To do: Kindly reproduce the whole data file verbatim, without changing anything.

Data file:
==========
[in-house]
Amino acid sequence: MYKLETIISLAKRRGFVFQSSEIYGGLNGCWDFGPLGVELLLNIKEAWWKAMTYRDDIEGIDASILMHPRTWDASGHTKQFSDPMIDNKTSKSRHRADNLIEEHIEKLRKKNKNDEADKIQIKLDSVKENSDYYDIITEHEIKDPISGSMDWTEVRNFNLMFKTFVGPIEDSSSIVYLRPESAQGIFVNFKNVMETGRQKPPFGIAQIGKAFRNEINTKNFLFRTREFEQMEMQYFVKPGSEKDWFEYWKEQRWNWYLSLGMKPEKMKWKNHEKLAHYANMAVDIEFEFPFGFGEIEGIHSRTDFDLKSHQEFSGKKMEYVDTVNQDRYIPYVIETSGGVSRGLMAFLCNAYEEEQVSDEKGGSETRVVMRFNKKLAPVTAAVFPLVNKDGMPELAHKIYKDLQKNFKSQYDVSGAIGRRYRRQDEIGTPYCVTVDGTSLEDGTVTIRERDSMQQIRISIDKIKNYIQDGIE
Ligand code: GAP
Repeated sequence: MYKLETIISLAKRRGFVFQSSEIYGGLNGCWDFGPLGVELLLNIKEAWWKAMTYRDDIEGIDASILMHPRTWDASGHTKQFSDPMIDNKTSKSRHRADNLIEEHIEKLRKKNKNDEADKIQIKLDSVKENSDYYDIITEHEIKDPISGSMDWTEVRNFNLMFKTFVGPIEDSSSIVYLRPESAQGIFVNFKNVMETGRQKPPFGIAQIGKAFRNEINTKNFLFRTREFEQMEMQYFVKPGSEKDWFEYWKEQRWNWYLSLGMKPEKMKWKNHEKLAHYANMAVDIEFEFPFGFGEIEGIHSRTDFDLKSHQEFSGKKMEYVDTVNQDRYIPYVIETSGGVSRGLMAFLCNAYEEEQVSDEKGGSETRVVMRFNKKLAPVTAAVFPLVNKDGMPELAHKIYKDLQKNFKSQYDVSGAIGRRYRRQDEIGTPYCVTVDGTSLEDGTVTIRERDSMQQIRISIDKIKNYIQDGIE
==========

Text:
[in-house]
Amino acid sequence: MYKLETIISLAKRRGFVFQSSEIYGGLNGCWDFGPLGVELLLNIKEAWWKAMTYRDDIEGIDASILMHPRTWDASGHTKQFSDPMIDNKTSKSRHRADNLIEEHIEKLRKKNKNDEADKIQIKLDSVKENSDYYDIITEHEIKDPISGSMDWTEVRNFNLMFKTFVGPIEDSSSIVYLRPESAQGIFVNFKNVMETGRQKPPFGIAQIGKAFRNEINTKNFLFRTREFEQMEMQYFVKPGSEKDWFEYWKEQRWNWYLSLGMKPEKMKWKNHEKLAHYANMAVDIEFEFPFGFGEIEGIHSRTDFDLKSHQEFSGKKMEYVDTVNQDRYIPYVIETSGGVSRGLMAFLCNAYEEEQVSDEKGGSETRVVMRFNKKLAPVTAAVFPLVNKDGMPELAHKIYKDLQKNFKSQYDVSGAIGRRYRRQDEIGTPYCVTVDGTSLEDGTVTIRERDSMQQIRISIDKIKNYIQDGIE
Ligand code: GAP
Repeated sequence: MYKLETIISLAKRRGFVFQSSEIYGGLNGCWDFGPLGVELLLNIKEAWWKAMTYRDDIEGIDASILMHPRTWDASGHTKQFSDPMIDNKTSKSRHRADNLIEEHIEKLRKKNKNDEADKIQIKLDSVKENSDYYDIITEHEIKDPISGSMDWTEVRNFNLMFKTFVGPIEDSSSIVYLRPESAQGIFVNFKNVMETGRQKPPFGIAQIGKAFRNEINTKNFLFRTREFEQMEMQYFVKPGSEKDWFEYWKEQRWNWYLSLGMKPEKMKWKNHEKLAHYANMAVDIEFEFPFGFGEIEGIHSRTDFDLKSHQEFSGKKMEYVDTVNQDRYIPYVIETSGGVSRGLMAFLCNAYEEEQVSDEKGGSETRVVMRFNKKLAPVTAAVFPLVNKDGMPELAHKIYKDLQKNFKSQYDVSGAIGRRYRRQDEIGTPYCVTVDGTSLEDGTVTIRERDSMQQIRISIDKIKNYIQDGIE